What is Open Adoption, and How Does it Benefit Everyone in the Adoption Triad?
Until the 1980s, the majority of adoptions involved little or no contact between expectant mothers and adoptive parents. This was detrimental to everyone involved — it left birth mothers, adopted children and adoptive parents with many unanswered questions and unresolved feelings.
While these “closed adoption” arrangements used to be standard, 95 percent of today’s adoptions have shifted to a new type of pre- and post-placement relationship: open adoption.
What does open adoption mean?
It is difficult to define open adoption because every adoption relationship is different. However, “openness” in adoption generally refers to the type and amount of contact shared between adoptive families and birth parents during and after the adoption.
The term “open adoption” may refer to any adoption that involves some level of openness. There are two main categories of open adoption: fully open and semi-open adoption.
Fully Open Adoption
An adoption may be considered fully open if it involves:
- the exchange of identifying information, including last names and personal contact information
- direct contact that is not mediated by a professional before and/or after the adoption
Birth parents and adoptive families in fully open adoptions often communicate with each other directly through phone calls, text messages, email, social media and in-person visits.
Openness in adoption can be thought of on a sliding scale, with fully open adoption on one end and closed adoption on the other. The overwhelming majority of adoptions fall somewhere in between and are considered semi-open.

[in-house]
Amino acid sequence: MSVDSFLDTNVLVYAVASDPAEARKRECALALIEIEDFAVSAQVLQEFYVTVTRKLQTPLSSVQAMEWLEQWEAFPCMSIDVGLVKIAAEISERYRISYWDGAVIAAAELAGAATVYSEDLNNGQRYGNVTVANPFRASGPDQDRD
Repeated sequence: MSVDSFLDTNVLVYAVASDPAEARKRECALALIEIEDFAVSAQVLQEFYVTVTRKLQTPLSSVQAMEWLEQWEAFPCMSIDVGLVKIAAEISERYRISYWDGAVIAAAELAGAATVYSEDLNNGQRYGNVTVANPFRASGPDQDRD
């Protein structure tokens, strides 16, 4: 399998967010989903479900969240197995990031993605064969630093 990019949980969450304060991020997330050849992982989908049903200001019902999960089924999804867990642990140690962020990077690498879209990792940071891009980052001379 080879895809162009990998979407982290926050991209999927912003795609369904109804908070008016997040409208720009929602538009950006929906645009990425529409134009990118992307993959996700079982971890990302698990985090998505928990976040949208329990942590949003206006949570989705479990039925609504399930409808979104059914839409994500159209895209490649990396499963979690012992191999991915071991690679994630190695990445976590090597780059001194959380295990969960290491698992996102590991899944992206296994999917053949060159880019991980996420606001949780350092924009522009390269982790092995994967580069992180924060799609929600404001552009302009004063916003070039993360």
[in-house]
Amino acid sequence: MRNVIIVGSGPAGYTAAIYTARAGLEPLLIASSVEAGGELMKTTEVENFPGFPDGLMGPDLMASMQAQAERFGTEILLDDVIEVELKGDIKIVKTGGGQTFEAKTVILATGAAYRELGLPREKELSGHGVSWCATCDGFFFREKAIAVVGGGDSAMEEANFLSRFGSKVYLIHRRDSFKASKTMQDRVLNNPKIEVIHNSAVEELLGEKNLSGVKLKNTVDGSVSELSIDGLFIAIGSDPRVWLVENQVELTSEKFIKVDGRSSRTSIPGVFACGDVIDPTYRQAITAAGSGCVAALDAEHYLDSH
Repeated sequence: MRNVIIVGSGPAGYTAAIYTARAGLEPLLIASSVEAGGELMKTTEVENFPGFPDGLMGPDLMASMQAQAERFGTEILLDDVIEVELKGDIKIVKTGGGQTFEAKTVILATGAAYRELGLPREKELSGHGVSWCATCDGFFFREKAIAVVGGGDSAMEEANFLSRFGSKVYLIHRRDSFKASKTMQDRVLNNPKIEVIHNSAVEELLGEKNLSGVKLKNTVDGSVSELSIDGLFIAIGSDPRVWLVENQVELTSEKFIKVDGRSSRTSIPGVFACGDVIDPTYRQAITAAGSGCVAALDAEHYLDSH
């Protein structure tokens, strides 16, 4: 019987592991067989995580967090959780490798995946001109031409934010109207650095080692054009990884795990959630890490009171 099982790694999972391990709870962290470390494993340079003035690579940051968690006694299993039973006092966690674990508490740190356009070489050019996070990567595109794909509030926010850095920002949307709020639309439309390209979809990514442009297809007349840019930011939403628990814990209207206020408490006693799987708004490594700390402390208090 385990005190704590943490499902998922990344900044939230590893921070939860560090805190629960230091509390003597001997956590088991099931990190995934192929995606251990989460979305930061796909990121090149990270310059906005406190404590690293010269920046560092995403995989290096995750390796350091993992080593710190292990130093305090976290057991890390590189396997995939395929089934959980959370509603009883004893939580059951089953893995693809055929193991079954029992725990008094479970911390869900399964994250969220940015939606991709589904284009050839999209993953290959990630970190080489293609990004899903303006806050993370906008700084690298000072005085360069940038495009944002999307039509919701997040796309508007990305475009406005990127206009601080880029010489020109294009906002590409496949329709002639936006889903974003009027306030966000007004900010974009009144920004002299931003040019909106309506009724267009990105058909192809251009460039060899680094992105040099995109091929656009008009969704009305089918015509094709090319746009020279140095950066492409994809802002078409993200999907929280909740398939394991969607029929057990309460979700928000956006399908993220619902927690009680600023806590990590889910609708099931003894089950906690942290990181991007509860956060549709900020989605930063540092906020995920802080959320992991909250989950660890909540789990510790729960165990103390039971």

In semi-open adoption, birth parents and adoptive families share:
- non-identifying information, including first names
- pre-placement contact mediated by an adoption professional, including conference calls or in-person visits
- post-placement correspondence coordinated by an adoption professional, including picture and letter exchanges
It is generally up to the prospective birth mother to determine the type and amount of contact she wants to have with the adoptive family. The type of adoption she chooses will not only influence her relationship with her child and the adoptive parents after the adoption, but it will also determine how she interacts with the adoptive family during her pregnancy and at the hospital.
Below, learn more about how open adoption works before and after placement.
What is open adoption really like?
For some expectant mothers and hopeful parents who are new to adoption, it can be difficult to imagine a continuing relationship with your child’s adoptive parents or birth family. You are probably wondering, What is an open adoption really like? How does it work before and after the adoption process is complete?
No two open adoption relationships are exactly alike — but here’s a general idea of what to expect during and after the adoption process.
Prospective birth parents and adoptive families pursuing open or semi-open adoption will have an opportunity to get to know one another before the baby is placed for adoption. This is known as pre-placement contact.